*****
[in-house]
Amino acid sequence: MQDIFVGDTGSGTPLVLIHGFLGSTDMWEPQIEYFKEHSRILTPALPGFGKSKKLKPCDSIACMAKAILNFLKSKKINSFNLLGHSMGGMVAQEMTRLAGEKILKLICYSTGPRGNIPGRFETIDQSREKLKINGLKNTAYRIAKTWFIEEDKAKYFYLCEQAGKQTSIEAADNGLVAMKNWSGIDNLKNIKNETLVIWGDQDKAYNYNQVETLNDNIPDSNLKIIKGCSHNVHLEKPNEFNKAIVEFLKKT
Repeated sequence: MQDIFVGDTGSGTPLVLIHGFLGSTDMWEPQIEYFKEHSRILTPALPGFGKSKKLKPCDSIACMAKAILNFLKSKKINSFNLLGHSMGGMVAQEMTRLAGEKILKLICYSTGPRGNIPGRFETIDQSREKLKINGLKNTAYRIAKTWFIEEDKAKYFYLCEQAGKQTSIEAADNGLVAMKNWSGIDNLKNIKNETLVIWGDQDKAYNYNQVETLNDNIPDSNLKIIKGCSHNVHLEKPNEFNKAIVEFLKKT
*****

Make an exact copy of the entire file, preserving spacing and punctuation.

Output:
[in-house]
Amino acid sequence: MQDIFVGDTGSGTPLVLIHGFLGSTDMWEPQIEYFKEHSRILTPALPGFGKSKKLKPCDSIACMAKAILNFLKSKKINSFNLLGHSMGGMVAQEMTRLAGEKILKLICYSTGPRGNIPGRFETIDQSREKLKINGLKNTAYRIAKTWFIEEDKAKYFYLCEQAGKQTSIEAADNGLVAMKNWSGIDNLKNIKNETLVIWGDQDKAYNYNQVETLNDNIPDSNLKIIKGCSHNVHLEKPNEFNKAIVEFLKKT
Repeated sequence: MQDIFVGDTGSGTPLVLIHGFLGSTDMWEPQIEYFKEHSRILTPALPGFGKSKKLKPCDSIACMAKAILNFLKSKKINSFNLLGHSMGGMVAQEMTRLAGEKILKLICYSTGPRGNIPGRFETIDQSREKLKINGLKNTAYRIAKTWFIEEDKAKYFYLCEQAGKQTSIEAADNGLVAMKNWSGIDNLKNIKNETLVIWGDQDKAYNYNQVETLNDNIPDSNLKIIKGCSHNVHLEKPNEFNKAIVEFLKKT